Erosion Control

Buried in Sand

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It’s common knowledge that the loss of vegetation can lead to soil erosion; we face the situation all the time in areas disturbed by construction, wildfire, or drought. Something we probably think about less often is the fact that the same thing—sort of—can happen underwater.

That’s the case near the tiny village of Shoyna on the coast of the White Sea in northwestern Russia. This New York Times article tells the story, with dramatic photographs. Founded in the 1930s, Shoyna was once a thriving fishing village, home to more than a thousand people and a fleet of 70 fishing boats. Local fishermen routinely exceeded their government-set fishing goals—until they suddenly didn’t. The catch dropped off. And then even stranger things began to happen.

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Although no comprehensive environmental studies have been done here, locals believe that the enthusiastic harvesting wiped out the local fish populations and also—by means of trawling the ocean floor—killed off much of the seaweed and destroyed the benthic habitat. The tide began washing more and more sand ashore.

“This disruption of the seabed, perhaps combined with a natural change in the bed of the river that flows through Shoyna and into the White Sea, is the best suspect to blame for the sand invasion, said Sergey Uvarov, the marine biodiversity project coordinator for the World Wildlife Fund in Russia,” according to the article.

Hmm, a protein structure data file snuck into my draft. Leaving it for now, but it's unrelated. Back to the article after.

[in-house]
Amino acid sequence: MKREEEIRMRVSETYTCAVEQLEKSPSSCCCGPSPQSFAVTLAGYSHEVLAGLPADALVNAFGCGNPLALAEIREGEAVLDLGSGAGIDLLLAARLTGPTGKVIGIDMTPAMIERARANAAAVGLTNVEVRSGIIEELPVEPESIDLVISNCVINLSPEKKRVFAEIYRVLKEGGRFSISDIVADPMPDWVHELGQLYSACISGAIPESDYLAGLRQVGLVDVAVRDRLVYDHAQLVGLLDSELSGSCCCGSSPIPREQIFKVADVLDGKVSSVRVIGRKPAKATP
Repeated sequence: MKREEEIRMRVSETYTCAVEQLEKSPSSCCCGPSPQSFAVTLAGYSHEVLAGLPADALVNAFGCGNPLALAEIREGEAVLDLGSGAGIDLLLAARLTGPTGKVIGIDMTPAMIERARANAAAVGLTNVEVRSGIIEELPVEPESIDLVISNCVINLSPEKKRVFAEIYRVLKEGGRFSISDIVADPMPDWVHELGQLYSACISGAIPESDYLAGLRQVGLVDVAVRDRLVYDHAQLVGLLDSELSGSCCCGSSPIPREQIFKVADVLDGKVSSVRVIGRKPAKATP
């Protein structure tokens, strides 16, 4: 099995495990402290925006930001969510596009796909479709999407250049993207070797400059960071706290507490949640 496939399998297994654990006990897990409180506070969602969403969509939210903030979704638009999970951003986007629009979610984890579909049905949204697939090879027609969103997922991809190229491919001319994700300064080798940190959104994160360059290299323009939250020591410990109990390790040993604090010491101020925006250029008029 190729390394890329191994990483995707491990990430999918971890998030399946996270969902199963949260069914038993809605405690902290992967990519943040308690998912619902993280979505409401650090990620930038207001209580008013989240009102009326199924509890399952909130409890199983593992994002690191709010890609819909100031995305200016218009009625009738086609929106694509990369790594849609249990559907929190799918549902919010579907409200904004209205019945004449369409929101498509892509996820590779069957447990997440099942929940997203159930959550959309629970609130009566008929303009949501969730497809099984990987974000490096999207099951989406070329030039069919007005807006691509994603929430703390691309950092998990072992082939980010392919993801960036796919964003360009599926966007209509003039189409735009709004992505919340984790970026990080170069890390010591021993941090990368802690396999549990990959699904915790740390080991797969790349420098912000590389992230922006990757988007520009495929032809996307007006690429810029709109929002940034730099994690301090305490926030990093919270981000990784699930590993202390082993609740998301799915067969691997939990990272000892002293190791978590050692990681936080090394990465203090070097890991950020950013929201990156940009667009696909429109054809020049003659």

The sand hasn’t stopped coming. Today the village has fewer than 300 people, and some of the houses are completely buried in sand, which has encroached from the shoreline a little more each year. Those who choose to stay need to shovel sand away from their homes each day; at times, they hire bulldozers to remove the worst of it. One woman interviewed in the Times article lives entirely on the second floor of her house because the ground floor is buried. There is no running water—villagers haul it from wells—and no sewer system. Supplies are scarce; people hunt for wild geese and harvest arctic cloudberry, a delicacy that grows naturally in the tundra and brings a high price in the cities. They sometimes trade with herdsmen for reindeer meat.

It’s possible that the habitat is recovering on its own, though. As the article notes, in the last few years grass has begun growing in some parts of the city, and “fishermen, too, tell tales of seaweed tangling in their nets where there was none before.” EC_bug_web

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